On the other hand, the effectiveness and benefits of PCI procedure were comparable between the very elderly female and male ACS patients (≥ 80 years), hospitalized in the same period in our study. Although the incidences of MACCE tended to be higher in female PCI group, there were no significant differences in primary and secondary endpoints between the very elderly female and male ACS patients, such as composite MACCE (P = 0.232), non-fatal MI (P = 0.094), HFRH (P = 0.149), CV death (P = 0.951) and all-cause death (P = 0.456). Based on the above results, we would like to suggest that very elderly female patients with ACS should be considered for more aggressive PCI strategy in the era of drug-eluting stents.
Very elderly patients always had more complex coronary artery lesions , including higher prevalence of multi-vessel disease, calcified lesions, tortuous lesions, and ostial lesions. We found that the coronary artery lesions were generally severe in this very elderly female cohort, but procedural success rate of PCI was relatively satisfactory, which was similar to previous studies of elderly patients (96–98%) [27, 28]. Furthermore, the extent of coronary lesion in female PCI patients with MACCE was similar to that in female PCI patients without MACCE, and there were no significant differences in procedural success rate and number of stents implantation. But the study revealed that female PCI patients with MACCE had significantly lower proportion of pre-procedural TIMI 3 flow (P < 0.001), which meant the occurrence of AMI. In female patients with primary PCI, there was no significant difference in median time of door-to-balloon between patients with and without MACCE, which may be attributed to the fact that D-to-B time was relatively shorter in both groups, less than 3 h. Further investigations displayed that STEMI (P = 0.002) and primary PCI (P < 0.001), worse cardiac (log NT-proBNP, P < 0.001; LVEF, P < 0.001) and renal function (creatinine level, P = 0.029) were associated with the risk of MACCE in female PCI patients. In addition, female PCI patients with MACCE had a higher prevalence of TIMI major bleeding (P = 0.035), which might contribute to the occurrence of MACCE in the female PCI cohort. Multivariate Cox regression analysis suggested STEMI (HR 1.944, 95% CI 1.11–3.403, P = 0.02) and elevated log- NT-proBNP value (HR 1.689, 95% CI 1.029–2.773, P = 0.038) predicted the risk of MACCE in female PCI patients, as well as adherence to P2Y12 receptor antagonist (HR 0.119, 95% CI 0.051–0.278, P < 0.001) and β-blocker (HR 0.452, 95% CI 0.254–0.805, P = 0.007) medications might help to decrease the risk of MACCE in the very elderly female PCI patients. It highlighted the importance of medication of secondary prevention, which played a key role in the MACCE-free survival during follow-up period.
In clinical practice, there may be some factors that influence cardiologist's decision of PCI strategy. In the present study, more STEMI patients received PCI procedure, and patients with lower creatinine levels were more likely to experience PCI treatment. In addition, NT-proBNP was another important factor considered in PCI decision.
The main limitation of the study is the retrospective design, single-centre data and experience. So, decision of therapy strategy reflected the convention and tendency of our single center, which may affect the objectivity of the conclusion. Furthermore, the sample size was relatively small after propensity matching (n = 129), especially the cases of female PCI patients with MACCE (n = 56), which may have some effect on the final clinical outcome analysis. We look forward to further studies with larger sample size, or a multicenter, prospective design to provide more information and understanding in this field.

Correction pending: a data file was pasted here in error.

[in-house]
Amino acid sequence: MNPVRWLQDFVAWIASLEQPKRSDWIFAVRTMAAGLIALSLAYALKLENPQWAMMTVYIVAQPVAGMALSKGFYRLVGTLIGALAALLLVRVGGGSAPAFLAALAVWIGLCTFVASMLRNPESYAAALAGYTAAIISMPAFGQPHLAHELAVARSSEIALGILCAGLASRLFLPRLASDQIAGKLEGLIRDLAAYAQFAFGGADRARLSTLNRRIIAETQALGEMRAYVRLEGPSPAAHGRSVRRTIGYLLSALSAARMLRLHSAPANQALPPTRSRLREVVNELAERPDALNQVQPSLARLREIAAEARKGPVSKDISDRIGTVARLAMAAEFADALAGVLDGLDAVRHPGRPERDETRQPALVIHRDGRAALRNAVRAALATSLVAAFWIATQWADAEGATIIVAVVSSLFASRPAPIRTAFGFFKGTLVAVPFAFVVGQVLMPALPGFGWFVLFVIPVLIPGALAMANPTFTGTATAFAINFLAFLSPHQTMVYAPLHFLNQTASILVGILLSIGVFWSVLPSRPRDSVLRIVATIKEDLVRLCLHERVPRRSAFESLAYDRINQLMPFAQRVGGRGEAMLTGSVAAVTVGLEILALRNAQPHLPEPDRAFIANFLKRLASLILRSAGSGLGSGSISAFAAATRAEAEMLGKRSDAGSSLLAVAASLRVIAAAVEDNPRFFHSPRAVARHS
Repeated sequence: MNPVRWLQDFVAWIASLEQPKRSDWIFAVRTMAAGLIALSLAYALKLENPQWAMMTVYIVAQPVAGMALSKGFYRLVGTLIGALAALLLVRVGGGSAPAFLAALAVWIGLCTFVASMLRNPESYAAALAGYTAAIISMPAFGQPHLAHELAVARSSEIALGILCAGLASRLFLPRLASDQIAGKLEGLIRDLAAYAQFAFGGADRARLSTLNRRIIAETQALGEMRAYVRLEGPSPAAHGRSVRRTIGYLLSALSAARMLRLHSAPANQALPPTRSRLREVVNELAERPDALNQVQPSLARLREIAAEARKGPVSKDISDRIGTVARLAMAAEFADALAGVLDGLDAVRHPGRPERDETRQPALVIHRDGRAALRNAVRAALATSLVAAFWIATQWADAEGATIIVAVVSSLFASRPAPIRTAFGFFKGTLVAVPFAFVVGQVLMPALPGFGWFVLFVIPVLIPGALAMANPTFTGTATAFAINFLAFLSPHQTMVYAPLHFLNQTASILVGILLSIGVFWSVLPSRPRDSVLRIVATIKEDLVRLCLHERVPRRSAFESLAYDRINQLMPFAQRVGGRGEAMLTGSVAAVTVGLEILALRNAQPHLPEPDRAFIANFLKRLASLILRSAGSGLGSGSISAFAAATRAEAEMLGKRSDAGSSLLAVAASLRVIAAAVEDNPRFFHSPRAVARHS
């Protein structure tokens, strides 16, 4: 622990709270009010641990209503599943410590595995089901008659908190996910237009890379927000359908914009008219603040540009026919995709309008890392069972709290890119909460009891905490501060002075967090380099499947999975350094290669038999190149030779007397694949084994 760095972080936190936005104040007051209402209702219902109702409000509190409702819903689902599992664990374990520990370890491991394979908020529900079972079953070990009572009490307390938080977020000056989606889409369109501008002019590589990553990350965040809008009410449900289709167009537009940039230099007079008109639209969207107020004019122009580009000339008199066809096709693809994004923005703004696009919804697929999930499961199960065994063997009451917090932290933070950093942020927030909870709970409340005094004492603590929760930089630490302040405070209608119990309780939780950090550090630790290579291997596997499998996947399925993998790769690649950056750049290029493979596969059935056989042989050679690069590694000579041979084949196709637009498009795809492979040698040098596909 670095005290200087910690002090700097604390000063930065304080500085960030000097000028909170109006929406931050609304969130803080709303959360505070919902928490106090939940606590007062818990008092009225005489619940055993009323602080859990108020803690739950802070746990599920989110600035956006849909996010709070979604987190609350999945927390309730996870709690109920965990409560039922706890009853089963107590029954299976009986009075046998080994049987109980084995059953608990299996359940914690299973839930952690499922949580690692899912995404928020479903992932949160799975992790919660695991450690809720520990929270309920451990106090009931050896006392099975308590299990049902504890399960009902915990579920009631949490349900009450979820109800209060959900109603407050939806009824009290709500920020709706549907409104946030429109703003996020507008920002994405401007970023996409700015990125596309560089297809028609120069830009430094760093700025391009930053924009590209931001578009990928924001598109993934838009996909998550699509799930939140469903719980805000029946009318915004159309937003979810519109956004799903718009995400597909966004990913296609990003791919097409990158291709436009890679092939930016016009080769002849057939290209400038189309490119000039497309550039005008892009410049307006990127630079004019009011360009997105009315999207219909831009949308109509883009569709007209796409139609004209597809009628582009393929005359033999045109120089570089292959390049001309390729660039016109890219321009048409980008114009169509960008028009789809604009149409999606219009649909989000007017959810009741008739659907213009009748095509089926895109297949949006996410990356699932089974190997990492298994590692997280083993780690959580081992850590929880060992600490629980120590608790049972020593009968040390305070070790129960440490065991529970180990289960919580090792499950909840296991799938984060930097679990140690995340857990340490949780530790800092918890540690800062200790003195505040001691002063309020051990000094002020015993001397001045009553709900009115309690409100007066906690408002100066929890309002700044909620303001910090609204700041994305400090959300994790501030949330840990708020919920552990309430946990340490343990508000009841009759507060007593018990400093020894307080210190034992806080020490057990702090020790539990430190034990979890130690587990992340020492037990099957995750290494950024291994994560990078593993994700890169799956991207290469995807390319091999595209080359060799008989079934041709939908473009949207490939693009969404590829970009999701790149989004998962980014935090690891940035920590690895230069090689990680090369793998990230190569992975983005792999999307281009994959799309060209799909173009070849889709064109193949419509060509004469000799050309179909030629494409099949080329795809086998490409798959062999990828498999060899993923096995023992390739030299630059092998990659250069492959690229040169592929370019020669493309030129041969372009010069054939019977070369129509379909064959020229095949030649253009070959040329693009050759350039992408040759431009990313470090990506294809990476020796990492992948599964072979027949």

In summary, PCI procedure attenuated the risks of MACCE and improved the long-term clinical outcomes in the very elderly female ACS patients in the era of drug-eluting stents. Aggressive PCI strategy should be considered as a treatment option in this population, and attentions should be paid to some factors that might have impacts on the clinical prognosis after PCI.
Availability of data and materials
The datasets used and/or analyzed during the current study are available from the corresponding author on reasonable request.
Major adverse cardiovascular and cerebral event
Percutaneous coronary intervention
Primary percutaneous coronary intervention
Acute coronary syndrome
Heart failure requiring hospitalization
ST-segment elevation myocardial infarction
N-Terminal pro-brain natriuretic peptide
Non-ST-segment elevation myocardial infarction
Unstable angina pectoris
Left ventricular ejection fraction
Low-density lipoprotein cholesterol
Thrombolysis in myocardial infarction
Left atrium diameter
Body mass index
Intra-aortic balloon pump
Angiotensin-converting enzyme inhibitors
Angiotensin receptor blockers
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We gratefully acknowledge the contributions of all staffs who work on the CBD-Bank.
This study was supported by Beijing Key Clinical Specialty Program.
Ethics approval and consent to participate
The study data collections were approved by the Institutional Ethics Committee of Beijing Friendship Hospital affiliated to Capital Medical University. The study was also in accordance with the 1964 Declaration of Helsinki and its later amendments or comparable ethical standards.
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Wang, Jl., Guo, Cy., Chen, H. et al. Improvement of long-term clinical outcomes by successful PCI in the very elderly women with ACS. BMC Cardiovasc Disord 21, 122 (2021). https://doi.org/10.1186/s12872-021-01933-7